Brian Beacom

THERE was an expectation Samantha Womack would be interviewed-out after years of Eastenders press demands.

But within 20 seconds worries about flowing chat are removed like a greasepaint on a wet wipe when the actress reveals she’s just skelped a man hard on the face.

“I’ve just come off stage (in The Addams Family) with my co-star (Cameron Blakely) and we were doing a tango,” she explains in comedy-drama voice.

“My grandmother was once a choreographer and perhaps I was trying hard too hard to impress her friend in the audience and I swung my arm out too madly, and now Cameron’s got such a very sore face.”

Have there been times when she’s felt like giving a fellow actor a sock on the jaw?

“Oh, yes, there are millions of people I’d love to knock out, but Cameron isn’t one of them,” she says, grinning.

“When you do theatre with some actors, there are a lot of kissing scenes in which tongues can go a bit wild at times, so you have to learn to keep blokes like that at bay.”

The tale reveals a lady with a wicked, dark sense of humour, not far removed from that of her stage character, Morticia.

But the grandmother reference opens a door to the past you imagined Sam wouldn’t have wished to enter.

The actress’s childhood has been described as “difficult”, but that’s a bit like saying Joan Crawford could be a bit tetchy at times.

Little Samantha often lived with her grandmother during holidays and when her parents, musician dad Noel and actress mother Diana split. But this was no ordinary granny; this was a showbiz granny who worked on the QE2 as a choreographer.

Little Sam’s bunk was in the bowels of the ship and when her grandmother was rehearsing the tot would be taken away for the day by kindly passengers on day excursions.

But what the experience did was introduce the little girl to the world of showbiz.

“Most of my childhood was spent watching people perform,” she recalls, “and it was all so glamourous.

“You would see the likes of Dusty Springfield, Richard Burton and Elizabeth Taylor on board and I used to watch the showgirls dance. It was an incredible experience.

“Meanwhile, my grandmother was trying to get me into showbiz and she was the reason I went to theatre school when I was fifteen.”

The lure of showbiz however had a negative side. The young Samantha, who moved around the country with her mum after her parents divorced and her mum re-married, couldn’t fit in at school, as was certainly the case during a stint in Edinburgh.

“I was a naughty kid,” she says, with a tone of understatement in her voice.

“There was nothing in the academic programme that appealed to me. The reality is I was just bored.”

Samantha Janus, as she was, left school and home and lived in squats for a while and dated her share of bad boys.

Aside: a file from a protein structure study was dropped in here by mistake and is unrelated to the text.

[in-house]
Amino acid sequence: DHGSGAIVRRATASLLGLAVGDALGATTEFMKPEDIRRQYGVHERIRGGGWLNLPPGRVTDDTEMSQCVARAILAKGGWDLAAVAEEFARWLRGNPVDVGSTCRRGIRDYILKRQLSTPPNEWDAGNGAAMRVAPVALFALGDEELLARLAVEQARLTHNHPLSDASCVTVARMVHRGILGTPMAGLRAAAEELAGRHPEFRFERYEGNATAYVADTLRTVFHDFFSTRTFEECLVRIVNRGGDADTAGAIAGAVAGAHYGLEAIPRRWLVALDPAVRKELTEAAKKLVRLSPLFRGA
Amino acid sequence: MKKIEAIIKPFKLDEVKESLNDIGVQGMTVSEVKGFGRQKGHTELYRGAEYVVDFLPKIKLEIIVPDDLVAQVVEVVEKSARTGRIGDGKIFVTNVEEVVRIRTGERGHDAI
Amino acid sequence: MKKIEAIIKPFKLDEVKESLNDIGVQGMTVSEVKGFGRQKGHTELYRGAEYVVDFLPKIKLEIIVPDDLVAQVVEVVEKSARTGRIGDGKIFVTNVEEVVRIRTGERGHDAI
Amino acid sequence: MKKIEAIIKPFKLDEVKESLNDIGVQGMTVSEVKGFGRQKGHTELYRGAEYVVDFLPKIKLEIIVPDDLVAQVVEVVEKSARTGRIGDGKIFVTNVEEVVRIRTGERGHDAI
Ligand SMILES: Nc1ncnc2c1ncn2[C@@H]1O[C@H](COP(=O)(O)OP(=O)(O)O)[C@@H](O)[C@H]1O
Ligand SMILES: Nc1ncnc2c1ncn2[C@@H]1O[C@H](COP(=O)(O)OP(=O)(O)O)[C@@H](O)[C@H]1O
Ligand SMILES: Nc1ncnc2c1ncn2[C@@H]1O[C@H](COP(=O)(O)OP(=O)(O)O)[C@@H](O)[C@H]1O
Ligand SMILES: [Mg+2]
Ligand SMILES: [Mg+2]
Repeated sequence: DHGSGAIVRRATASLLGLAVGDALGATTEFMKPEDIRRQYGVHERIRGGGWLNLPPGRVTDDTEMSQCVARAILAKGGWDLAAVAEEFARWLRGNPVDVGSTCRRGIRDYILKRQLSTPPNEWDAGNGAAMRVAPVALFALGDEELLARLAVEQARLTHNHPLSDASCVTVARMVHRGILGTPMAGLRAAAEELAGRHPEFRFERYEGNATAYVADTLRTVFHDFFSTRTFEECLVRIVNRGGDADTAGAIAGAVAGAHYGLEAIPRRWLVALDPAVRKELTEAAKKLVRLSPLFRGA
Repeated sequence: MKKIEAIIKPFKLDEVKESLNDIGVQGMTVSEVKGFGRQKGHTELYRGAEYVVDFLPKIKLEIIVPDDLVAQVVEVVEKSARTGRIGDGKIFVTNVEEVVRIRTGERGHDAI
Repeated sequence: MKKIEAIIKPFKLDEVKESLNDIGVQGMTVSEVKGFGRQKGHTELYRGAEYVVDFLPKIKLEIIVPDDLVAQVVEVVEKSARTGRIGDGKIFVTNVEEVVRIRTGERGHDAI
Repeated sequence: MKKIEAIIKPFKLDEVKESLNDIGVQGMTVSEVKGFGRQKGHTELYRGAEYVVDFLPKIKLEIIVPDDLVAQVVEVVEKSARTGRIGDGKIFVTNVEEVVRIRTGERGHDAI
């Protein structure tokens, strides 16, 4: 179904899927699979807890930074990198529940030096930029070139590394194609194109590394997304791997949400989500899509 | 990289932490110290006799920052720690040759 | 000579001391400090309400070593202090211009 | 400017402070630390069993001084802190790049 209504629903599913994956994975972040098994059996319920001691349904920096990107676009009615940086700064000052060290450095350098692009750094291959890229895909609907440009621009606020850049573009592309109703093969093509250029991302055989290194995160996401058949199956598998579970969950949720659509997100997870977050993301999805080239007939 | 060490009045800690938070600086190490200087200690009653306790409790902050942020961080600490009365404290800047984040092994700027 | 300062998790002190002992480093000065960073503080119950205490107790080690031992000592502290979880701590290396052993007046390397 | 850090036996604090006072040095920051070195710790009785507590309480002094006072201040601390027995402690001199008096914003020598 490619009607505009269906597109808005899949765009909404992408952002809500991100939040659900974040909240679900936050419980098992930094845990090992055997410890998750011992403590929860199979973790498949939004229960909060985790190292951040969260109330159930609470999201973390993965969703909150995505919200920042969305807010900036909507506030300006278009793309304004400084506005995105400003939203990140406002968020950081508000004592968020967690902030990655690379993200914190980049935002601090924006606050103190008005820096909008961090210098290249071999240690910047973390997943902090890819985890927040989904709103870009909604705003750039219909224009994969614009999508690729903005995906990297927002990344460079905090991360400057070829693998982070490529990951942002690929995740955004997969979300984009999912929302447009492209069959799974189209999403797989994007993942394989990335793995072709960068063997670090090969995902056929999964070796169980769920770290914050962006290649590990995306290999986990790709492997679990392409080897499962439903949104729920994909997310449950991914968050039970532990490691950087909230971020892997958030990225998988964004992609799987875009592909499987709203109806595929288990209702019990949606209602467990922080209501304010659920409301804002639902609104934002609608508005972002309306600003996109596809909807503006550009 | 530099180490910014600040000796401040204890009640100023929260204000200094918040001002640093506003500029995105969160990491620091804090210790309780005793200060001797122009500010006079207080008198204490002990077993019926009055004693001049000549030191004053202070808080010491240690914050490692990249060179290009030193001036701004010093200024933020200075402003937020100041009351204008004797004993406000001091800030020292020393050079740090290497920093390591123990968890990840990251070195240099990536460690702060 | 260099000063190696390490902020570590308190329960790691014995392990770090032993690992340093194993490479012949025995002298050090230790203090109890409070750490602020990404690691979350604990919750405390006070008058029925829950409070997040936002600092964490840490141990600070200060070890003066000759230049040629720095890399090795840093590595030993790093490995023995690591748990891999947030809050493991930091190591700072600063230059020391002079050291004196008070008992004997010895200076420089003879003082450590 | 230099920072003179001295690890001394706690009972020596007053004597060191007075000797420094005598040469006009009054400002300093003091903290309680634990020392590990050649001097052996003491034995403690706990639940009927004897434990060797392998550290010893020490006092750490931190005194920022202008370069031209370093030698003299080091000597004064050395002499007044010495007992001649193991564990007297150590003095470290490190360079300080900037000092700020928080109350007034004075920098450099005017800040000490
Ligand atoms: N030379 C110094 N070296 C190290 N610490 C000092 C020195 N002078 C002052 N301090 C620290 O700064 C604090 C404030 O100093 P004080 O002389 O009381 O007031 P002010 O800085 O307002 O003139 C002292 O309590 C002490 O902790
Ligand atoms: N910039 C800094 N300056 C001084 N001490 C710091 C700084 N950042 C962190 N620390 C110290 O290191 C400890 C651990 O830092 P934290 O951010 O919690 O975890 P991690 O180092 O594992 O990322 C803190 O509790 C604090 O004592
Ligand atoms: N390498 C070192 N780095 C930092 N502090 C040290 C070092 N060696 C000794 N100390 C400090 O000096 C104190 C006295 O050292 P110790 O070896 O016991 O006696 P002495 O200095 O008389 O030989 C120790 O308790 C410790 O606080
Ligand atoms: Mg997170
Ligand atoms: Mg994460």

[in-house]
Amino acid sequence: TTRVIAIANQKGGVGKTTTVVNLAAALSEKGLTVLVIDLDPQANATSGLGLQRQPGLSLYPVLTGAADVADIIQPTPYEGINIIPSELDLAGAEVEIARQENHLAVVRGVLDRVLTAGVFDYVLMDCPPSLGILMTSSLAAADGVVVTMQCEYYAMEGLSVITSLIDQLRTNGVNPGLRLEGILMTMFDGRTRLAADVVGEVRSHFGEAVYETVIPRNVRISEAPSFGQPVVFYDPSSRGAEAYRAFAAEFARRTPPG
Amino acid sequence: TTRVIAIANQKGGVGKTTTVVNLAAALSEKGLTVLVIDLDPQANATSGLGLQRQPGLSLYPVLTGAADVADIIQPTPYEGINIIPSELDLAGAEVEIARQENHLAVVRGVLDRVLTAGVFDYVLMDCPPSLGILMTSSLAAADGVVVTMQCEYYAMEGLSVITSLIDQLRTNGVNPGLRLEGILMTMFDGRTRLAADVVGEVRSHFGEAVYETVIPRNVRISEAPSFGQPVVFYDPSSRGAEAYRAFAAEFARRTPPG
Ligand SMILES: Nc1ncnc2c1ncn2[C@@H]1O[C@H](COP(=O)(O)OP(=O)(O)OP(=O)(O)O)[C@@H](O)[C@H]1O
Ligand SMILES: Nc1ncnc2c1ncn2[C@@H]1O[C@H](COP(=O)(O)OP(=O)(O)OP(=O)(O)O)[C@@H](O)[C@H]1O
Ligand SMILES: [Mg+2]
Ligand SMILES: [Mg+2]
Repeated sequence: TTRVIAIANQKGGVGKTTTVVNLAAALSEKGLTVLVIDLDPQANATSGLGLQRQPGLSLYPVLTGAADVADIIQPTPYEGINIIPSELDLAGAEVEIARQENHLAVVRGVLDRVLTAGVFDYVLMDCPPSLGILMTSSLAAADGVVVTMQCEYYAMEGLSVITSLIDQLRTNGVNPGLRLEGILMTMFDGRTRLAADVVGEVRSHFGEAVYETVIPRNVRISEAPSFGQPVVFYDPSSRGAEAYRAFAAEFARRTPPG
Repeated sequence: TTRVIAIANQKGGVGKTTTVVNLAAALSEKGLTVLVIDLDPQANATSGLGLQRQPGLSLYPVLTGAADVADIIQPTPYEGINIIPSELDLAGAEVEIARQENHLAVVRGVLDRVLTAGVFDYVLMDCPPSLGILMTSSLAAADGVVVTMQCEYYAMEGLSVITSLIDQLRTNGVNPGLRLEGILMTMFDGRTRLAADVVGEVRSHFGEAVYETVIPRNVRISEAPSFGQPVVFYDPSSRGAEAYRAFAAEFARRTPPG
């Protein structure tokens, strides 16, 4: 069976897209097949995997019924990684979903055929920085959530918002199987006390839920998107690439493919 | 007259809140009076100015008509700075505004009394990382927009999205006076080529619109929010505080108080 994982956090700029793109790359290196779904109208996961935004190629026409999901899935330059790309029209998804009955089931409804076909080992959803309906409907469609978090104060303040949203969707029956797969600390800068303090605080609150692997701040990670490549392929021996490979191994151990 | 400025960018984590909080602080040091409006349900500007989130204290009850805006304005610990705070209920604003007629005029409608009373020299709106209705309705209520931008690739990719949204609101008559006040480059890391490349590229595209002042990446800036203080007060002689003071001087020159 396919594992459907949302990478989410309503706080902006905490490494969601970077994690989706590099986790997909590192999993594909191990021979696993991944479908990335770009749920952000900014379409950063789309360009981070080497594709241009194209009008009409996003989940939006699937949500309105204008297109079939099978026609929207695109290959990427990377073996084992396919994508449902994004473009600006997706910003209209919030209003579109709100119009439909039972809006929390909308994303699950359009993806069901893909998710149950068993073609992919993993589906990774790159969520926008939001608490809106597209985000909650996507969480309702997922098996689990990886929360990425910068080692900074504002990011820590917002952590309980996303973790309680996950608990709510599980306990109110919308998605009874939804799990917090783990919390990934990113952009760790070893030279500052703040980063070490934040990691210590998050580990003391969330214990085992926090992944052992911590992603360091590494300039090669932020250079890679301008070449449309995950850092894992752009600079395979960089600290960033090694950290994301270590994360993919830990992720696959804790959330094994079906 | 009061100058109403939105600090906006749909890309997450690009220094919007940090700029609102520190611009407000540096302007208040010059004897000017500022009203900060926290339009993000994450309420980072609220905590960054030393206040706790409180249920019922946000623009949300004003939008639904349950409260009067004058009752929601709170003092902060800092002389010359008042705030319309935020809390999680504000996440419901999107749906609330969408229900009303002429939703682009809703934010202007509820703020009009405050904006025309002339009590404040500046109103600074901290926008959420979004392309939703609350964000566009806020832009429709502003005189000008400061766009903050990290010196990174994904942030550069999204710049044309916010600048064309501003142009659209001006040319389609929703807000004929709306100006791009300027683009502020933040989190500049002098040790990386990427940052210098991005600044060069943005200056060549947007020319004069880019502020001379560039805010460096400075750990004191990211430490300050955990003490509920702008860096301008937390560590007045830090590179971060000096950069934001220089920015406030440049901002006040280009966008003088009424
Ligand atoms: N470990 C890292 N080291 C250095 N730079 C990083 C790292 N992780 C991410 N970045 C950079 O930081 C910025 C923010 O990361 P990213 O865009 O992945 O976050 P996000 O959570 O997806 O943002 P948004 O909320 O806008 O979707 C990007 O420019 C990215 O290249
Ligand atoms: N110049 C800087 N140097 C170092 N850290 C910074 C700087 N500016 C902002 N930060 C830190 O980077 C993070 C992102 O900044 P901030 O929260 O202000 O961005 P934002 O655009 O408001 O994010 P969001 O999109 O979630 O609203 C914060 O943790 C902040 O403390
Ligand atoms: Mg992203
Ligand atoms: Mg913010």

But after finding her world in the Sylvia Young Theatre School, talent outed.

At 18 she represented Britain in Eurovision and acting roles in the likes of the Bill followed.

Sam landed the coveted role of Sandy in Grease in the West End and in the mid-nineties she played the fun-loving blonde in sitcom Game On.

In 2007 Big Fame arrived when she was cast as Ronnie Mitchell in EastEnders, becoming part of a TV family so dysfunctional viewers assumed they were directly related to Satan.

Sam Womack, as she became when she married actor Mark Womack, channelled an inner toughness.

But is there is a sense the actress, who speaks as fast as the one-liners she once delivered in Game On, has a strong, questioning mind?

“Yes, I do have a problem with authority figures,” she says, clearly fluent in subtext.

“I fight tooth and nail for what I believe in. But I care passionately about what I do and sometimes that means I don’t stay in plays with particular companies or whatever.”

She smiles, defiantly; “I’m forty four and I’m not going to change now.”

Womack brings a keen intelligence to her work. But here’s a tester; how do you play a character such as Morticia who is as dry as the inside of a lead coffin - and make an impact?

“That’s the difficulty,” she admits, smiling. “On film, the actor can play her more subdued because the camera captures the eyes.

“On stage however you have to find a way not to make her simply stand there in the archetypal pose with one eyebrow raised.

“You have to make her more of a slightly maternal figure and reveal a little bit of vulnerability so the audience can go with her on the journey - and see the mask slip.”

Sam Woman admits to being driven to succeed. But is that a blessing and a curse?

“That’s exactly right,” she says. “I like being in long contracts, and I don’t like coming to the end of this contract in January.”

There’s an added joy to playing Morticia. “She is certainly not a people pleaser and that’s something I’m trying to inhabit.

“As a teenager I’d go with the flow. It’s what happens when you’re young and you panic you won’t get a job. But later on you realise you have to take control.”

She adds; “They don’t teach that in theatre school.”

Sam reveals her Glasgow connection.

“I was at a right-wing holier-than-thou Catholic school in Edinburgh for a couple of years and I had a very twee, poash Edinburgh accent at the time, but I’d always felt connected to Glasgow in my bones. “And that was explained to me by the discovery on the BBC programme Who Do You Think You Are? that three generations of my family came from there.

“My great-grandfather came from Maryhill, and he was a bandsman.”

Sam Womack is happier in her own skin these days.

“That’s true,” she says, smiling. “That’s why I like getting older. I’m more settled. And the parts that come my way are more interesting.”

Womack adds, grinning; “I just have to be careful with my tango.”

• The Addams Family, the King’s Theatre, October 10-14.